Negotiation Tactics – 10 Tips in Negotiation.

Here are my top 10 negotiation tactics, I’ve seen them being used to good effect, I can also remember when they have been used against me.

With a use of these tactics you can stand your ground against a skilled negotiator or use them to your own advantage.

Being effective in negotiating is an essential business skill.

1. Make the first move.

This may not be at the negotiating table, an indication of your desired outcome may be made in conversation, over the phone before your formal negotiations, this is a technique called pre-conditioning.

Experience shows that making the first move generally sets the ‘price’,

Setting the price will always draw your adversaries’ unconscious mind towards this direction. This works by creating a psychological anchor, this can obviously be for a higher or lower price it just depends what side if the negotiation you are on.

For example try asking something like this;      

  • Do you think it costs more or less than (the anchor price)?”
  • “Why they think you they should be paid more than (the anchor price)?”

2. Give Multiple Offers.

This gives the impression that you are flexible and want to get the deal done no matter what.
Flexibility warms your adversary towards you.
Additionally their response to parts of a multiple offer could show their preference and give away their negotiation strategy.

3. Be Price Precise.

Be precise with the price, don’t use a rounded number, this gives the assumption that any anchor price is a real price and not something pulled out of thin air.
e.g. £399 950 is better than £400 000 and you are more likely to get nearer to it than the later.

4. Always make an aggressive counter offer or perhaps an outright refusal.

‘If you don’t make the first move, it’s important to counter’.

Done well this deletes their ‘anchor’ that they have set and sets yours.
As a counter some negotiators go as far as an outright refusal.

A good counter may even make your opponent negotiate with themselves in effect doing your job for you.

After a strong initial offer and a counter don’t forget about the ‘Power of Reciprocity’, this is when you reduce / increase your initial offer in the hope that your opponent appreciates this gesture in the hope that they too will do the same and hopefully bringing you both closer to agreement. This is best done when your initial offer is totally unreasonable or when you deliberately offer something you know your opponent doesn’t want.

5. Counter offer no matter what.

Even if it is a dream deal, or you are simply forced to accept their offer, always demand further concessions from your adversary.

‘By accepting a first offer, your adversary will only regret their offer and think you can be squeezed further or squeezed to accept future concessions’.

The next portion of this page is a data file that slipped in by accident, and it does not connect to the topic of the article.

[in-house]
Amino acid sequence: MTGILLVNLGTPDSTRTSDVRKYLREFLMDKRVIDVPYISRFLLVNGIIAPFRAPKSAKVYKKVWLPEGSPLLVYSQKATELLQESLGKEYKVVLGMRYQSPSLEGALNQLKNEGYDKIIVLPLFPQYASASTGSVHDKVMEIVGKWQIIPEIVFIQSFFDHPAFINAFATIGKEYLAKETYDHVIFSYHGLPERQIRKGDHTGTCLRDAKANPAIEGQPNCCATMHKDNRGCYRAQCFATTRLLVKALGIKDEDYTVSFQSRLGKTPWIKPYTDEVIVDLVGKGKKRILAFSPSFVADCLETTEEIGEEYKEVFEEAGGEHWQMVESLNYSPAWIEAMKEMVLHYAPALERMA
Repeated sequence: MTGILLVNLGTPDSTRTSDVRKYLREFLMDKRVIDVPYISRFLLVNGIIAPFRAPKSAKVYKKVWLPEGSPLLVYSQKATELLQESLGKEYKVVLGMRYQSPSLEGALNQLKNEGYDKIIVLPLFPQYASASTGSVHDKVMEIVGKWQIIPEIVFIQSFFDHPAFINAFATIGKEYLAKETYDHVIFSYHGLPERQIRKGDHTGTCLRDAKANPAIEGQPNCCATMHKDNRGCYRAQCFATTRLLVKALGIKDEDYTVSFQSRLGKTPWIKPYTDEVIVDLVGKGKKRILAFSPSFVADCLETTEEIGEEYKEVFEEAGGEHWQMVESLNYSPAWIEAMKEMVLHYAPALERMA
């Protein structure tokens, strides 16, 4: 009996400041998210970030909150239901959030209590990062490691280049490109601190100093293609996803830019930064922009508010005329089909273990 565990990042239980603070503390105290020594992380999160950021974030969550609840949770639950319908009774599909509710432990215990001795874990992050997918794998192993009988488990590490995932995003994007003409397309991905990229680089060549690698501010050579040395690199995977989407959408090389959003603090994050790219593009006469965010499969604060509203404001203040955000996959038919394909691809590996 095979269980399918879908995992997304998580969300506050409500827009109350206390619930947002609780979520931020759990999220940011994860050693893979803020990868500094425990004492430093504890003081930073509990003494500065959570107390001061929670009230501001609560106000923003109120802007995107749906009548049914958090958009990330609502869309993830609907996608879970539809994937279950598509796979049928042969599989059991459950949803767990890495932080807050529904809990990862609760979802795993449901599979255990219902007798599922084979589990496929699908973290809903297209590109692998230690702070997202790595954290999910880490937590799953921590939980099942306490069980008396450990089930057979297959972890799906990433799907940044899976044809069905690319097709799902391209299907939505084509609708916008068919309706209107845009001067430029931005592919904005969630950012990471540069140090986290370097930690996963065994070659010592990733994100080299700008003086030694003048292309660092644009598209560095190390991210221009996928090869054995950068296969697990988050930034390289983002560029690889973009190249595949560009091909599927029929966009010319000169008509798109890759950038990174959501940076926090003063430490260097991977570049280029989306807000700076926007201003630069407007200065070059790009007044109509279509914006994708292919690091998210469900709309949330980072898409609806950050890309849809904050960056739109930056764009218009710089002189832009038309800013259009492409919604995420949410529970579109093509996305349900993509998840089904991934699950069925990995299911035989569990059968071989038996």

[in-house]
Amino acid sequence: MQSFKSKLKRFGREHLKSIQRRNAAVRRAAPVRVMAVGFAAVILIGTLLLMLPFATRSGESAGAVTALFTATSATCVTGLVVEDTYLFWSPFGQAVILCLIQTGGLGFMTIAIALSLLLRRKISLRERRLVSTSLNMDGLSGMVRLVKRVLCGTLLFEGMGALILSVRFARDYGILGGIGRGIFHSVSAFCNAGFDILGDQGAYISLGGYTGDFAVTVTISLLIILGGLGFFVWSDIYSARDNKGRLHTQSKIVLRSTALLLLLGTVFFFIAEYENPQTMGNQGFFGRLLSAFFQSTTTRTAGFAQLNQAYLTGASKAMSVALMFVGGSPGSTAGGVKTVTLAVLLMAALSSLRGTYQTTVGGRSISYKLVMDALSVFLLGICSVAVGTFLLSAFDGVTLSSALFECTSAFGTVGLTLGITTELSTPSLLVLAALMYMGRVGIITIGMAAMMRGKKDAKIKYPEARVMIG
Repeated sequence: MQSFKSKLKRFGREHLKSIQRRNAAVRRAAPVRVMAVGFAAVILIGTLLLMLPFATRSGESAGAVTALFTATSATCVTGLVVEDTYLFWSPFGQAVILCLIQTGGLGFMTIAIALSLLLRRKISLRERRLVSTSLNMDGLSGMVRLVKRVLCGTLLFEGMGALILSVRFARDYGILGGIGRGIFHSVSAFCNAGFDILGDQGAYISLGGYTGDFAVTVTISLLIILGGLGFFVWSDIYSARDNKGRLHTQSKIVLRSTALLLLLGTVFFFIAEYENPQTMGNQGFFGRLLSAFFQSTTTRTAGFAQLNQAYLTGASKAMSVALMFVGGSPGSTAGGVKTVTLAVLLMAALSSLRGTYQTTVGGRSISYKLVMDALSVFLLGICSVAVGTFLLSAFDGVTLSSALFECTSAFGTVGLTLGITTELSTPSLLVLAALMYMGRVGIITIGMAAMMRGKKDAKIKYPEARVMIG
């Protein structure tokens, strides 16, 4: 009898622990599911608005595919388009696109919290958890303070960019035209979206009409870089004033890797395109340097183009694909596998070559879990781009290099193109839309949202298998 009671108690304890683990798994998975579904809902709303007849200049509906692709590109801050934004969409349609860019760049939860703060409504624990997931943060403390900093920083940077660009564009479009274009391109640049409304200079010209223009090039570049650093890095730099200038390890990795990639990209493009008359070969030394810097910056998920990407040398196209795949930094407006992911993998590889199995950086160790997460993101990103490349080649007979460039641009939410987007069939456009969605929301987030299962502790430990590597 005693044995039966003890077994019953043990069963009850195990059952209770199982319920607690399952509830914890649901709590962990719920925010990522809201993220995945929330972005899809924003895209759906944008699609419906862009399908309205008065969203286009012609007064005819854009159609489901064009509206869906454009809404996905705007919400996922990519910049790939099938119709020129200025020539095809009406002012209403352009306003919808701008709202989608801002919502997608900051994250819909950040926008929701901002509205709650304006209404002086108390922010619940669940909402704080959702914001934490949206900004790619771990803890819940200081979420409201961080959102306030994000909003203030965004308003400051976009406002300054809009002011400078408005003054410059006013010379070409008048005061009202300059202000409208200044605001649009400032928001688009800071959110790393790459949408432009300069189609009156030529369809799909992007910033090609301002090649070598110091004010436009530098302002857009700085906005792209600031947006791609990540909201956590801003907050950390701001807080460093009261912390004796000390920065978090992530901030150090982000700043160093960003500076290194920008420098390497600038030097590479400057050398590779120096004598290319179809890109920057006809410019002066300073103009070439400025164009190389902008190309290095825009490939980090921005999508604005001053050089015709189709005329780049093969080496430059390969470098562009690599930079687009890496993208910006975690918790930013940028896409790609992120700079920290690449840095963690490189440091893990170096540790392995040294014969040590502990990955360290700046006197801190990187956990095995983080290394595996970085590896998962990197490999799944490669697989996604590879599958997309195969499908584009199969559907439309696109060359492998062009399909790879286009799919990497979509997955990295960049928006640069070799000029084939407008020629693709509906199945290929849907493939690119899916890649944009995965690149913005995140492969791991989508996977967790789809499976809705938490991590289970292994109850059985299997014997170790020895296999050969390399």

6. Give and Take and ‘Calling their Bluff.

Even the best negotiators need to learn how to make compromises, but when forced to make a concession, make sure your adversary knows this and ask for reciprocal concessions from them.

‘Calling their Bluff’ If your opponent says for instance when buying your house that they can’t go any higher than £400 000 because the bank will not give them any more, you could call this bluff by responding that you can’t go any lower than £450 000 as you need the money as a down payment for your new house.

Your opponent will now either keep to the original offer, of if it is a bluff will hopefully start negotiating.

7. Break up the deal into smaller chunks. 

This helps you to get back to your anchor price inch by inch, if not all the way.

“Perhaps that annual fee would be fine over the first 3 months and if we are forced to accept that we could only do that if we could then increase it to …….. over the next 3 months then………….” etc.

8. Don’t indicate you are close to a deal.

This will make a skilled negotiator push harder thinking you have what you want and you are feeling happier about things, they know then they can squeeze you a little more.

9. Have Patience and Sleep on it .

Be patient there’s little point in being rushed into anything, sometimes a skilled adversary will rush you into a decision, often statements like “I want to wrap this up today” can introduce time pressure.

A skilled negotiator may deliberately stall or delay especially if there’s a deadline,

Your opponent knows that you are unlikely to walk away from a deal after you have spent a lot of time working on it.

The Psychology here is that a delay or problems introduced by your opponent tends to make you more stubborn and more determined to make the deal work, perhaps by making more concessions.

A skilled opponent could make your bravado work against you by asking
“Have you got the authority to make the decision today?”
an in-experienced businessman would reply that they would be able to sign, therefore putting pressure on themselves to make the deal today or lose face.

Always take your time and think about your options, ask advice perhaps say that you need some time to talk about some of these issues to your other business partners.

Beware of ‘negotiator fatigue’ and rushing into things because you are worn down or tired, step back and sleep on it.

Have patience, remember deals are mutual agreements where both parties benefit, it is rare that offers of a deal are taken away overnight.

10. After the Deal

Some negotiators will continue to look for small concessions after the deal has been struck, this is called ‘Nibbling’.

After putting in a lot of effort in making the deal a Nibbler knows it’s unlikely you will then walk away and small concessions are still possible.

Nibbling can also be more common after a negotiator introduces a delay in the final sign off of the deal or quibbles on a small fact.

Follow this link to my other blog on Basic Negotiation skills